Please Note: This Article is 15 years old. This increases the likelihood that some or all of it's content is now outdated.

With property prices cooling, most people are reluctant to invest in residential property. Leading property expert David Lawrenson argues that NOW is precisely the moment to act and invest in buy-to-let because a slower housing market means there are more opportunities for a bargain to be found and a strongly increasing demand for rental accommodation is pushing rents up. In his completely revised and updated edition of Successful Property Letting – How to Make Money in Buy-to-let, Lawrenson outlines everything you need to know about property investment and letting.


Is it too late to get into the property market and is this a bad time to invest?

When house prices take a breather, there is a huge opportunity for the serious property investor because property can be bought at lower prices. Many professional investors have been waiting for a time when they know that vendors will be willing to listen to offers. Investor landlords also know that many would be property buyers are unnerved by media talk of an unstable housing market and will choose to rent instead of buying, thus pushing up demand for rented accommodation and hence rental incomes. In the longer term a rising population and lack of housing will push up both house prices and rents.

What about the landlords who bought into flats in city centres and now find them hard to rent?

I’ve been warning for the last five years that in many cities far too many identikit city centre flats were being built and too many were bought by investors in the hope they could make a quick profit. The reality in many cities is that the tenant market was always going to be too small to make these properties work well as rental propositions, let alone achieve any decent capital growth.

Why have Mortgage lenders advanced money to landlords to buy these properties?

It’s my view that most lenders don’t really understand the buy to let market and you have to ask why the mortgage lenders’ valuations did not consider the risk of future oversupply and the consequent effect on capital values and rentability. They are now wary of new build flats and have either stopped lending on them or severely restricted loan amounts relative to property values. However, the warning signs that this was poor lending were flashing red a long time ago.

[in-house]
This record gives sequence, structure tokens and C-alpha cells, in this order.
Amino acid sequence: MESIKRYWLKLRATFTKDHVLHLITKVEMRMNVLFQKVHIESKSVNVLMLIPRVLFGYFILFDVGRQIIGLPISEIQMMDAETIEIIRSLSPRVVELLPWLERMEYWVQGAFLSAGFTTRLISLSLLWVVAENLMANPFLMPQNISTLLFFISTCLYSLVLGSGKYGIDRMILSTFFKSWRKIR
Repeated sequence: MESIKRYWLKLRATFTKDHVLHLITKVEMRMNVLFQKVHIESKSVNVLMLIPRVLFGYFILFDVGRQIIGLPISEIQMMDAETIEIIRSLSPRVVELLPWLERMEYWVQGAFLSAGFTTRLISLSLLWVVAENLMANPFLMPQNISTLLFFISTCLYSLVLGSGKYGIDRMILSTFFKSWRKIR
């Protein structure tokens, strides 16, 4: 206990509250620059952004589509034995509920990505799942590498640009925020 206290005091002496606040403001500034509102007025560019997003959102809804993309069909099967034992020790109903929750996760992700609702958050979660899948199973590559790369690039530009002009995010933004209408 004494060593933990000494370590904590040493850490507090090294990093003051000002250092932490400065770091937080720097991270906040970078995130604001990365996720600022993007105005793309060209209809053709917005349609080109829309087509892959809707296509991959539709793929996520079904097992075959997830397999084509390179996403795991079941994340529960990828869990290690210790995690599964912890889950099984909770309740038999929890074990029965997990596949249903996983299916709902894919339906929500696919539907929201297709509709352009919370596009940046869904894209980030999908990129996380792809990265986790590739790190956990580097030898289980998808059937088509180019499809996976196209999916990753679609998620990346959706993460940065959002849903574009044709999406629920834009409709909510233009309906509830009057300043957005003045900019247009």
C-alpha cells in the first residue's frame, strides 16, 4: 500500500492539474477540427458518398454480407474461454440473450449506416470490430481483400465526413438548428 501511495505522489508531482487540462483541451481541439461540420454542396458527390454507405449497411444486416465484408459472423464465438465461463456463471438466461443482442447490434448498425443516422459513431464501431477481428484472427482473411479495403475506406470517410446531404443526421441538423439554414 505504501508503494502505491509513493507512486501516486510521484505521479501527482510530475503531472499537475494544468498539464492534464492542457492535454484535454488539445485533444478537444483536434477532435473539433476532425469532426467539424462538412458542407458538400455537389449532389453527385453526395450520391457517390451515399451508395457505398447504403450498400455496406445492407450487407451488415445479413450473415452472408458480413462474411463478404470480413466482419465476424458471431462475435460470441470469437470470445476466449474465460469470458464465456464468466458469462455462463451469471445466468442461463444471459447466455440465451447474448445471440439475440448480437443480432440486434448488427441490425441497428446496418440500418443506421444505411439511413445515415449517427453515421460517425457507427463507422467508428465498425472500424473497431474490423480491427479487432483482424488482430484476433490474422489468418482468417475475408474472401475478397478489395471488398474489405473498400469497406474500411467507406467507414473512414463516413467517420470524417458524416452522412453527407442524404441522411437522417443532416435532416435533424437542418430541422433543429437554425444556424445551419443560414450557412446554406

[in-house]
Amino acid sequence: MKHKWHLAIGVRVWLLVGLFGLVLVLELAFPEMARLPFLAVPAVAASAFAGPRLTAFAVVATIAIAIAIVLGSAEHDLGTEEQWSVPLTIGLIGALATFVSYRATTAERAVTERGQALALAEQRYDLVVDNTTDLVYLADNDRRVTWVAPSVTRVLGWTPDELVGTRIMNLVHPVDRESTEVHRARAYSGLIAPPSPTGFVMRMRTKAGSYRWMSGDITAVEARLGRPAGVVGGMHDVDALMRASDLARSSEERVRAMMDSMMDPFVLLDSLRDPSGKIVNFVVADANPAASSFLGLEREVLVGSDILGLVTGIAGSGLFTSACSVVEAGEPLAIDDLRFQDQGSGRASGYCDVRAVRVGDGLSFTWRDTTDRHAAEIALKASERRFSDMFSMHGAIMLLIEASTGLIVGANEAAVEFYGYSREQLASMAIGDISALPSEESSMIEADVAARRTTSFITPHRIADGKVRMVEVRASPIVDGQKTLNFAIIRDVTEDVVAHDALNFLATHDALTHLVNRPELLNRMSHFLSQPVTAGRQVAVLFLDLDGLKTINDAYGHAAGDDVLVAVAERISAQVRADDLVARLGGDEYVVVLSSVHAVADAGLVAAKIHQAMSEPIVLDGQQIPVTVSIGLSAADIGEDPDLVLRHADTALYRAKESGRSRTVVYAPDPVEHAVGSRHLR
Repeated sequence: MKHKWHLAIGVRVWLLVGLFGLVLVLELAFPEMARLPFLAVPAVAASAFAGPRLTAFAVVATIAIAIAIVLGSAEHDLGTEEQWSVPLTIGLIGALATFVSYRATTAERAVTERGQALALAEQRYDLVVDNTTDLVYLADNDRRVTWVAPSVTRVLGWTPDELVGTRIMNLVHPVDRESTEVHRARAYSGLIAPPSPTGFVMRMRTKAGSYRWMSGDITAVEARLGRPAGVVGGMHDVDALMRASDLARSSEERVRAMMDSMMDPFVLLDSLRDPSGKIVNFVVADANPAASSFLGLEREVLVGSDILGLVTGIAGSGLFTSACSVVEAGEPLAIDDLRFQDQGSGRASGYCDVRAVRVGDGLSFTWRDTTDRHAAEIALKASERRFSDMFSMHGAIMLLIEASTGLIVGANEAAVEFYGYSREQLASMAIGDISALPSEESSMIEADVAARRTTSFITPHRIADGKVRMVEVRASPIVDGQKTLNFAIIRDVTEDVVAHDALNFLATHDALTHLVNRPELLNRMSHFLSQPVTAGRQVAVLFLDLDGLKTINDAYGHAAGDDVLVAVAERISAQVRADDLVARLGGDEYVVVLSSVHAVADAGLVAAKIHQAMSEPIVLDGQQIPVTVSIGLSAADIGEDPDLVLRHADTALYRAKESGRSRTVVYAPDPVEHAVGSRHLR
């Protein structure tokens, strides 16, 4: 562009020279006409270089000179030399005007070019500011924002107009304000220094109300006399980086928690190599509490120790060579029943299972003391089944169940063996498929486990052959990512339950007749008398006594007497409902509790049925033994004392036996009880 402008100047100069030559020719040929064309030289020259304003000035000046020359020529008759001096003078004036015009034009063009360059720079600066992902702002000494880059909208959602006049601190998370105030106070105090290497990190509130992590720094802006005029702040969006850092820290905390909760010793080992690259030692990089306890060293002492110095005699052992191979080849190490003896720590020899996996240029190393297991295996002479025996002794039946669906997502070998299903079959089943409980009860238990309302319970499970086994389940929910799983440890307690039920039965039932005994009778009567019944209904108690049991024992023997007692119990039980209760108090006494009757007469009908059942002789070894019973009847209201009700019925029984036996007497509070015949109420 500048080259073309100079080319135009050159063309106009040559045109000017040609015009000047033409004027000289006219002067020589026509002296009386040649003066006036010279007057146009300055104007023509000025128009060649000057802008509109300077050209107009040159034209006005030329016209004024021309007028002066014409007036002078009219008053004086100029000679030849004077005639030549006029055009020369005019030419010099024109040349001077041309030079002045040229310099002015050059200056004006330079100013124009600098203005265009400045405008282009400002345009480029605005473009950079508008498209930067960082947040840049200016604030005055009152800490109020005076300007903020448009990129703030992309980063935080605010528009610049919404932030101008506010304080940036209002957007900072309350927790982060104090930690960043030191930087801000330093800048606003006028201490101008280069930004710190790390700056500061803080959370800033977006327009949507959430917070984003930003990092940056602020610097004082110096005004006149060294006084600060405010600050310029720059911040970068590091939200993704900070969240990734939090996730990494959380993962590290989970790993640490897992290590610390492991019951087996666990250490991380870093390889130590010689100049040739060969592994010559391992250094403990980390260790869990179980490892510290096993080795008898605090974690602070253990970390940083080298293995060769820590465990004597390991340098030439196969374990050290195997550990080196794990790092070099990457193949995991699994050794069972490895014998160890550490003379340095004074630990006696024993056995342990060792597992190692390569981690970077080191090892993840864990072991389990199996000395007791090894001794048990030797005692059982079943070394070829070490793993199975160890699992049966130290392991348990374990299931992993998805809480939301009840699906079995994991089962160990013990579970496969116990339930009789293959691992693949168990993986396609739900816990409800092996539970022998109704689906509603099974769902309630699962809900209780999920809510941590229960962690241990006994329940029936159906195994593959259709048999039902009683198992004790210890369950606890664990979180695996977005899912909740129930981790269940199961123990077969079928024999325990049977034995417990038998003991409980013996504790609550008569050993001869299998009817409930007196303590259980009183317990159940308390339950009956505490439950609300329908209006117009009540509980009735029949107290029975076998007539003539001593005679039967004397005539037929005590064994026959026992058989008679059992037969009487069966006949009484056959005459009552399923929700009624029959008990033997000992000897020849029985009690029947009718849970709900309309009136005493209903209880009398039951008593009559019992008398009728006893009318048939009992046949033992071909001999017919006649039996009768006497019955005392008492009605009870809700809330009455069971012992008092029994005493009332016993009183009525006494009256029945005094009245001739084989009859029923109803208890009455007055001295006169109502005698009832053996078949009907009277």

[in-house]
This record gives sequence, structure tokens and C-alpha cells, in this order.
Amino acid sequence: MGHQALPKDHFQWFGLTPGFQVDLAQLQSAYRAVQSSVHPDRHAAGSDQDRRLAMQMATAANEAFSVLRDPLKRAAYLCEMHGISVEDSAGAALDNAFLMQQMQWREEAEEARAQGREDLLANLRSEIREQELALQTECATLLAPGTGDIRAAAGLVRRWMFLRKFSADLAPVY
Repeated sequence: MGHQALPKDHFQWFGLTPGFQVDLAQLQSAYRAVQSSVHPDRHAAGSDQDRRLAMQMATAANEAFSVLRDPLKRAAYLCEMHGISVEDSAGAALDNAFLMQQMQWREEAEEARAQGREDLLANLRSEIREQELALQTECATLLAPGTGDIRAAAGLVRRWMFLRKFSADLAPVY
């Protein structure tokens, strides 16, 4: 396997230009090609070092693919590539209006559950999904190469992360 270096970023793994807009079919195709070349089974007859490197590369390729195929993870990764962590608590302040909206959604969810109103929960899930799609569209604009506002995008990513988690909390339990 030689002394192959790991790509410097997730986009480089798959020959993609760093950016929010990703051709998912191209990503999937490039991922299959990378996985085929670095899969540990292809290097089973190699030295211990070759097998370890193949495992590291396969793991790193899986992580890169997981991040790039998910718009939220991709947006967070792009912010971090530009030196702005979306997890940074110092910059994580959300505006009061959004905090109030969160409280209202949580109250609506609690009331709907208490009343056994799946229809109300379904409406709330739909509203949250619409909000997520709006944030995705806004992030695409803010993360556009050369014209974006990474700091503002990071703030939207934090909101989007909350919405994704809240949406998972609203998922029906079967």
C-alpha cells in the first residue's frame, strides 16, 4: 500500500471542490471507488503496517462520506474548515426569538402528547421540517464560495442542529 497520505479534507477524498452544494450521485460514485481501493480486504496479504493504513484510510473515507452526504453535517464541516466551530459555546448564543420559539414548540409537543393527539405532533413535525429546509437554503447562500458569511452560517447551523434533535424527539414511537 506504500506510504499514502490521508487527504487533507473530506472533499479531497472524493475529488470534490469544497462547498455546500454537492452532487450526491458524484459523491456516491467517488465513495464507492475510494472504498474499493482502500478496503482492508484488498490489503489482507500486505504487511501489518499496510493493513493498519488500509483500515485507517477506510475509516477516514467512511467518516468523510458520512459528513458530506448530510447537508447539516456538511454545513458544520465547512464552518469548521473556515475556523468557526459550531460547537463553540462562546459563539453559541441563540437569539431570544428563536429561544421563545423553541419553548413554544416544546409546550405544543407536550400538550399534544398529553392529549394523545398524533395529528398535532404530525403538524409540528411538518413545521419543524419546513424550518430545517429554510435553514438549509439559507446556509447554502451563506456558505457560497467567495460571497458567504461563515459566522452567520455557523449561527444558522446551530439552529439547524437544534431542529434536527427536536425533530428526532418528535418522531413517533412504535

Can we rely on the level of advice given to us for the buy to let market?

Whilst it’s OK to learn about buy to let from a company that’s also making money by selling property, people must do their own independent research too. My advice to would-be property investors is to read the quality press and independent blogs to find out what’s really happening in buy to let, not rely solely on vendors who may have a vested interest in recommending you buy a certain property.

What type of property should landlords buy?

This all depends on where you are and the local demand and supply of both property and tenants. Overall though, as a general rule, family sized 2 or 3 bed houses should continue to outperform flats – growing in value faster and generating good rental yields. This is because there will continue to be a shortage of this type of property as there are still not enough being built – which is partly due to past government planning policies favouring high density flats over houses.